Thus, subject of the present invention is the use of CT-proET-1 for preoperative risk assessment. One might also consider a combination of BNP and CT-proET-1.
 According to the present invention said sample that is obtained from a subject not having heart failure is selected from the group comprising a blood sample, a serum sample, and a plasma sample.
 According to a preferred embodiment of the invention said level of CT-proET-1 (or fragments thereof) is measured with a sandwich immunoassay. An example for such sandwich immunoassay has been described (Papassotiriou J, Morgenthaler N G, Struck J, Alonso C, Bergmann A. Immunoluminometric assay for measurement of the C-terminal endothelin-1 precursor fragment in human plasma. Clin Chem. 2006 μm; 52(6):1144-51.)
 Instead of Pro-Endothelin-1 (ProET-1) or fragments thereof another surrogate marker may be used selected from the group comprising Pro-Adrenomedullin or fragments thereof of at least 12 amino acids including MR-proADM, CT-proADM, Adrenomedullin and PAMP (DE 103 16 583.5; DE 10 2006 060 11; Beltowski J, Jamroz A. Adrenomedullin--what do we know 10 years since its discovery? Poi J. Pharmacol. 2004 January-February; 56(1):5-27; Struck J, Tao C, Morgenthaler N G, Bergmann A. Identification of an Adrenomedullin precursor fragment in plasma of sepsis patients. Peptides. 2004 August; 25(8):1369-72.).
 In the context of the present invention, the term "level" as referring to levels of markers, refers to the quantity of the molecular entity mentioned in the respective context, or in the case of enzymes it can also refer to the enzyme activity.
 As mentioned herein in the context of proteins or peptides, the term "fragment" refers to smaller proteins or peptides derivable from larger proteins or peptides, which hence comprise a partial sequence of the larger protein or peptide. Said fragments are derivable from the larger proteins or peptides by saponification of one or more of its peptide bonds.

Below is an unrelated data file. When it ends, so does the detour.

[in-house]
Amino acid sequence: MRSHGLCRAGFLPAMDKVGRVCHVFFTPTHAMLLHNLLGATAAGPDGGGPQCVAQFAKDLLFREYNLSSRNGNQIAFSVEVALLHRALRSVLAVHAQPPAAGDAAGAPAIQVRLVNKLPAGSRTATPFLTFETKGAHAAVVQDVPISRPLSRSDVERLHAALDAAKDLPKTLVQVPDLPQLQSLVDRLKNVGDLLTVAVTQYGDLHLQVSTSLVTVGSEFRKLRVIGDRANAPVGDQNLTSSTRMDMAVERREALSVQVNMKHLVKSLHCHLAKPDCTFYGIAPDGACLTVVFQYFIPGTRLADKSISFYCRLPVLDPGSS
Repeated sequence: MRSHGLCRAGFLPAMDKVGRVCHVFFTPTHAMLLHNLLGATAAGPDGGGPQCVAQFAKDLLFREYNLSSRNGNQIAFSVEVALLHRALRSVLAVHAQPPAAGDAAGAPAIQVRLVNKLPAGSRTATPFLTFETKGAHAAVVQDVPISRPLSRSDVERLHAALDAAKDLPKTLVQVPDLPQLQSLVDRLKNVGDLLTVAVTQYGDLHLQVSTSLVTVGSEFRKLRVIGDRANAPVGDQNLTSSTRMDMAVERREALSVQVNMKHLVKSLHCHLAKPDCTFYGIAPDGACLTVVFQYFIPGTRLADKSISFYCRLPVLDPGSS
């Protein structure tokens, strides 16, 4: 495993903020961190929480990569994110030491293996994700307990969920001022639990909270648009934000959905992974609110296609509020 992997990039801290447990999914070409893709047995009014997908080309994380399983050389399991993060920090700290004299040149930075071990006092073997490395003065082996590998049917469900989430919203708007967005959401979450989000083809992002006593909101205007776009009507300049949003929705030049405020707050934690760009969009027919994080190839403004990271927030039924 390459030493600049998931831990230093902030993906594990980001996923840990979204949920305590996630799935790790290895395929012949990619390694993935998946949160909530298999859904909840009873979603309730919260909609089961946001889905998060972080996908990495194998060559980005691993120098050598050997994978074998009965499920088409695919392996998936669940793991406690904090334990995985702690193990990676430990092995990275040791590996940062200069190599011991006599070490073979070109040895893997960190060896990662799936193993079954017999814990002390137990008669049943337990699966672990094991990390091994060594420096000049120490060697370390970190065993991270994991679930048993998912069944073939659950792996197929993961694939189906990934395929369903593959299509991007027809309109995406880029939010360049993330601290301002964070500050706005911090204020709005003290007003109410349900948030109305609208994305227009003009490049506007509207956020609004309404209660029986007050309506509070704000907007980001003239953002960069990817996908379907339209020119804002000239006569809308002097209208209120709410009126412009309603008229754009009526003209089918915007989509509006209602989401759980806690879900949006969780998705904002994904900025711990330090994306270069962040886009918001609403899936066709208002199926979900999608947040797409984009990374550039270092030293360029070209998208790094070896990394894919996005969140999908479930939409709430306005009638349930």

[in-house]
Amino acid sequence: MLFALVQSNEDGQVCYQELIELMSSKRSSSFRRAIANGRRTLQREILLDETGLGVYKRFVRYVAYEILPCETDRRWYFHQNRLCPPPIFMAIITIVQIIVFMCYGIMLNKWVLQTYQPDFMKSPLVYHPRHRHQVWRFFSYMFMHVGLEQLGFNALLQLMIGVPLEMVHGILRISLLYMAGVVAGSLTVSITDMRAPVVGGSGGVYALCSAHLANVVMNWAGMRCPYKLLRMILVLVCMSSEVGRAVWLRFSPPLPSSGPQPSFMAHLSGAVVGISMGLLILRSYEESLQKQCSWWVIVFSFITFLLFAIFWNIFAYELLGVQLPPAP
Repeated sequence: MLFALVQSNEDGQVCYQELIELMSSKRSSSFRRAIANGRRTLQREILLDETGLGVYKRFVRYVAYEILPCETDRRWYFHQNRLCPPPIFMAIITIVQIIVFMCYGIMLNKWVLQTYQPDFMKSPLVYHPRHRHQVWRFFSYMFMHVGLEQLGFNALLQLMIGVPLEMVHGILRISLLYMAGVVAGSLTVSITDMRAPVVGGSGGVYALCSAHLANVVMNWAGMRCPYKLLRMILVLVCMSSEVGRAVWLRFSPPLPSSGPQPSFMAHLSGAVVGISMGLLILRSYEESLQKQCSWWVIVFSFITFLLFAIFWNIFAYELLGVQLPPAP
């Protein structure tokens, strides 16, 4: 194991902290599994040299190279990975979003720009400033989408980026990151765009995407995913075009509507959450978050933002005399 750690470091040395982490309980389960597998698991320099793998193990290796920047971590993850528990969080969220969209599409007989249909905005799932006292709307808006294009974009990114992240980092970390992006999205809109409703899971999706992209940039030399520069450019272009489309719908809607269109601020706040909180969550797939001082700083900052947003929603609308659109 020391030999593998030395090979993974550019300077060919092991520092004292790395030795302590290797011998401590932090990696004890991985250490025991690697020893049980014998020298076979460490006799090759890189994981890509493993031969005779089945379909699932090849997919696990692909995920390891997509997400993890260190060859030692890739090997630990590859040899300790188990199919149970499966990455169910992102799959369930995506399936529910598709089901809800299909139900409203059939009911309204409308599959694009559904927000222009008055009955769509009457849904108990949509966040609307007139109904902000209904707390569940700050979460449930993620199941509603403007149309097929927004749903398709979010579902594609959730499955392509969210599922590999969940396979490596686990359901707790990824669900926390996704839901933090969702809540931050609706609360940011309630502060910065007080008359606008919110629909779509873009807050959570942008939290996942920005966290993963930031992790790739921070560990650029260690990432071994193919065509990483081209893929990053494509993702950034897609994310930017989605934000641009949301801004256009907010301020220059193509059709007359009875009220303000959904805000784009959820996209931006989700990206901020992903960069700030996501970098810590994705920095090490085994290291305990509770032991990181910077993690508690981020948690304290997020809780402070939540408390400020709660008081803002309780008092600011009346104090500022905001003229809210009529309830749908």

As mentioned herein, an "assay" or "diagnostic assay" can be of any type applied in the field of diagnostics. Such an assay may be based on the binding of an analyte to be detected to one or more capture probes with a certain affinity. Concerning the interaction between capture molecules and target molecules or molecules of interest, the affinity constant is preferably greater than 108M-1.
 Preferred detection methods comprise immunoassays in various formats such as for instance radioimmunoassays, chemiluminescence- and fluorescence-immunoassays, Enzyme-linked immunoassays (ELISA), Luminex-based bead arrays, protein microarray assays, and rapid test formats such as for instance immunochromatographic strip tests.
 The assays can be homogenous or heterogeneous assays, competitive and non-competitive sandwich assays. In a particularly preferred embodiment, the assay is in the form of a sandwich assay, which is a noncompetitive immunoassay, wherein the molecule to be detected and/or quantified is bound to a first antibody and to a second antibody. The first antibody may be bound to a solid phase, e.g. a bead, a surface of a well or other container, a chip or a strip, and the second antibody is an antibody which is labeled, e.g. with a dye, with a radioisotope, or a reactive or catalytically active moiety. The amount of labeled antibody bound to the analyte is then measured by an appropriate method. The general composition and procedures involved with "sandwich assays" are well-established and known to the skilled person. (The Immunoassay Handbook, Ed. David Wild, Elsevier LTD, Oxford; 3rd ed. (May 2005), ISBN-13: 978-0080445267; Hultschig C et al., Curr Opin Chem. Biol. 2006 February; 10(1):4-10. PMID: 16376134), incorporated herein by reference.
 In a particularly preferred embodiment the assay comprises two capture molecules, preferably antibodies which are both present as dispersions in a liquid reaction mixture, wherein a first marking component is attached to the first capture molecule, wherein said first marking component is part of a marking system based on fluorescence- or chemiluminescence-quenching or amplification, and a second marking component of said marking system is attached to the second capture molecule, so that upon binding of both capture molecules to the analyte a measurable signal is generated that allows for the detection of the formed sandwich complexes in the solution comprising the sample.
 Even more preferred, said marking system comprises rare earth cryptates or rare earth chelates in combination with a fluorescence dye or chemiluminescence dye, in particular a dye of the cyanine type.